“The most important thing in communication is to hear what isn’t being said.” – Peter Drucker
When you communicate face-to-face, people receive information through what you say verbally, how you sound vocally, and how it appears visually. The entire package must be synchronized for maximum benefit. In a study at UCLA in 1967, Dr. Albert Mehrabian found that when there are conflicts of trust and believability between the verbal (what is said), the vocal (how the voice says it) and the visual (what is seen of the speaker) the visual is overwhelmingly dominant. Research in his book 'Silent Messages' shows the verbal is believed 7% of the time, the vocal 38%, and the visual 55% of the time - when a mixed message is delivered.
Most people focus their preparation for communication on the verbal, whereas they should be concentrating on the visual. We must be knowledgeable of our subject matter and competent in putting together the supporting data, but we know how important it is for us to pay attention to other areas of preparation. For people to believe us, we must be believable. And in order to be believable, we must learn to look and sound credible.
According to Dr. Mehrabian, the words you use in your message account for only 7% of your communication. This is not to say that using the right words is not important. The English language contains hundreds of thousands of words, so it is important to use the right words for the right people. Your communication objective is to select the right words that assist you in communicating your ideas clearly, effectively and vividly.
Utilizing the right words is an important step in building rapport with your audience. The most persuasive word in the English language is our first name; using a person’s name in communication is the most influential thing you can do. The most persuasive phrase is Thank You. The other persuasive words and phrases include:
- What do you think?
- Would you please
Dr. Albert Mehrabian found in his studies on communication, the sound of your voice accounts for 38% of your communication with the audience. Your voice might even represent your personality to some people. Different factors drive the effective use of your voice when communicating. The following are factors that affect your voice.
- Inflection is when you raise the tone of your voice, such as going up at the end of a sentence to indicate a question.
- Volume is the amount or fullness of your voice and can be increased or decreased by pushing more or less air over your vocal chords.
- Clarity is the proper use of pronunciation, articulation and the expression of sounds and are key to a listener’s understanding of your message.
Your body language is the most important communication factor when communicating face-to-face. You can use your stance, posture, facial expressions, hand gestures and other movements to your advantage. According to Dr. Mehrabian, 55% of your communication is represented visually with your body language. If your body and verbal contradict, your listener will believe your body language over the words you use. The use of your body language can strengthen your message, weaken it, or even contradict it. There are four factors you can develop that will improve your overall communication style.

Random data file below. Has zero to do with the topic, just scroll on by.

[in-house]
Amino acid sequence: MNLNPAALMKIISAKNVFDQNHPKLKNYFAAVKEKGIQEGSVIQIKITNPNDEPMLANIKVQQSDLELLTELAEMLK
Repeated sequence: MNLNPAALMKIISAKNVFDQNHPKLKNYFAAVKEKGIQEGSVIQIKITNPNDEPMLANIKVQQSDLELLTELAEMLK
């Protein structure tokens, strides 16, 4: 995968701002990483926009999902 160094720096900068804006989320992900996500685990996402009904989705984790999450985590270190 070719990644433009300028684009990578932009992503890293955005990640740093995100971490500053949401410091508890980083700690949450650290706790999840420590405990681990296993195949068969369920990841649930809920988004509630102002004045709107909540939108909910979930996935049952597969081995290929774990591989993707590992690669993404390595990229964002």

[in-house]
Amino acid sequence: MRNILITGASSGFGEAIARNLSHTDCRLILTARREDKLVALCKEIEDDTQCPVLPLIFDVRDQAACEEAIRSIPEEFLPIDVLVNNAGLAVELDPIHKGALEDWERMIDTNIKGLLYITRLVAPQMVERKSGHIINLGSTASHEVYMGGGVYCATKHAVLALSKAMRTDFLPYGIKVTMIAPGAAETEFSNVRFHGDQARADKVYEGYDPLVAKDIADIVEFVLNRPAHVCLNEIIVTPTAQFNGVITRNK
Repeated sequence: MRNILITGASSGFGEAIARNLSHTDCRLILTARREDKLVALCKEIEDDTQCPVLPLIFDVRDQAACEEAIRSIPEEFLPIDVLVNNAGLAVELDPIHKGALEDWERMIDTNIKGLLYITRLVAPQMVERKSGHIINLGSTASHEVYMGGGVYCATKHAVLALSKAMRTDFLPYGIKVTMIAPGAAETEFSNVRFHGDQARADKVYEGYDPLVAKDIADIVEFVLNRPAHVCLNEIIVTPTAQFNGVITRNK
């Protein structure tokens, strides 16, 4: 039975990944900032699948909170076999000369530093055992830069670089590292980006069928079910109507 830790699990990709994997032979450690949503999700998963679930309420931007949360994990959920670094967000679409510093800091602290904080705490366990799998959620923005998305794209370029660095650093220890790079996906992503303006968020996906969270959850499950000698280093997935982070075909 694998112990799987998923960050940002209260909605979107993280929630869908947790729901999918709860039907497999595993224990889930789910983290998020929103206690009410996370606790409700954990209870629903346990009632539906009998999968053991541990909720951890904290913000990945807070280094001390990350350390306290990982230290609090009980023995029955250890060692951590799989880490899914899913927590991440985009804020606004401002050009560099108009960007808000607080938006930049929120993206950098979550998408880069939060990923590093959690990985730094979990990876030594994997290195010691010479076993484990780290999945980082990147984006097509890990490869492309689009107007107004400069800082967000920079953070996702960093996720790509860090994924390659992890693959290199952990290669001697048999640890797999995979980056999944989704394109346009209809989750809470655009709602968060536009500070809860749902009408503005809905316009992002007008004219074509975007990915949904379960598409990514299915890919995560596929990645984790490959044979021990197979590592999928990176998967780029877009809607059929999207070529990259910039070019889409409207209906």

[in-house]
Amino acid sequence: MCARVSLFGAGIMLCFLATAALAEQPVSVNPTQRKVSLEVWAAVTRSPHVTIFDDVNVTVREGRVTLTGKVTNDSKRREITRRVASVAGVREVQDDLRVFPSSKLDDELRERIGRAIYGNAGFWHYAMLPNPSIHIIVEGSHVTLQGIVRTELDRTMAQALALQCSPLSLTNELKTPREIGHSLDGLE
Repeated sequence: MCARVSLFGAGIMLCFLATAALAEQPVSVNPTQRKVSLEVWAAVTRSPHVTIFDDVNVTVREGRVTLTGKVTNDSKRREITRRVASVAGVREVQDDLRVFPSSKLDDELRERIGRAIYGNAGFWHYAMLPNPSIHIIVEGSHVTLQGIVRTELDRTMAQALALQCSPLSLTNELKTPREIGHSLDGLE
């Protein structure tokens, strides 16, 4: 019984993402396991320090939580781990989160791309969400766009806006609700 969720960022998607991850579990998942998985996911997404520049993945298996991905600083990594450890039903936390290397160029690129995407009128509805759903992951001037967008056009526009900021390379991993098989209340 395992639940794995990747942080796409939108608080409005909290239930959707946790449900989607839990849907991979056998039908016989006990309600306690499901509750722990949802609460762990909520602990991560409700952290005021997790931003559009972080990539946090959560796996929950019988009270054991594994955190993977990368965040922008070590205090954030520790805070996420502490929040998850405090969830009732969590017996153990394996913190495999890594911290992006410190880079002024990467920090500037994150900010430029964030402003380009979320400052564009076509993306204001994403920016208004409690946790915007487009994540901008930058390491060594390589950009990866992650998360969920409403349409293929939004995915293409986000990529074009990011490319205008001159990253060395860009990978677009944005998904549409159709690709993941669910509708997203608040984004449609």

Your smile is the single most important aspect of body language. You want to have a warm, sincere smile on your face when you begin your face-to-face communication. You will not get enthusiasm from people unless you initially give enthusiasm to them. You cannot receive a smile unless you give a smile first.
The silent nod is another powerful element of body language. Often, the nod of your head will accompany eye contact. When you look at someone for a few seconds while you are speaking, most people will instinctively nod, signaling they are listening to you and possibly that they agree with you. A nod indicates you have made contact and are getting through. You can also use a nod as part of your body language to acknowledge people when they are speaking.
If the eyes are the windows to the soul, you can bet that your listener will have a pretty good idea of what is going on in your head just by how much or how little you engage them with your eyes. Eye contact also serves as a means of feedback for the speaker. As you observe your listener and you see them looking down, out a window or away, you know you need to do something to capture their attention. However, if your listener is paying attention to you with eye contact and even with occasional smiles, it is a good sign that you are having an effective conversation.
Your body position is another critical factor in making a great first impression and communicating with your listener. You can communicate sincerity and attention by using an open stance that is demonstrated by outstretched arms or hands, looking up, chest out and feet slightly apart. An open stance is welcoming and conveys trust and acceptance. On the other hand, a closed stance, represented by folded arms, hunched shoulders, legs crossed and head down looking at the floor conveys resistance, lack of acceptance and even hostility.
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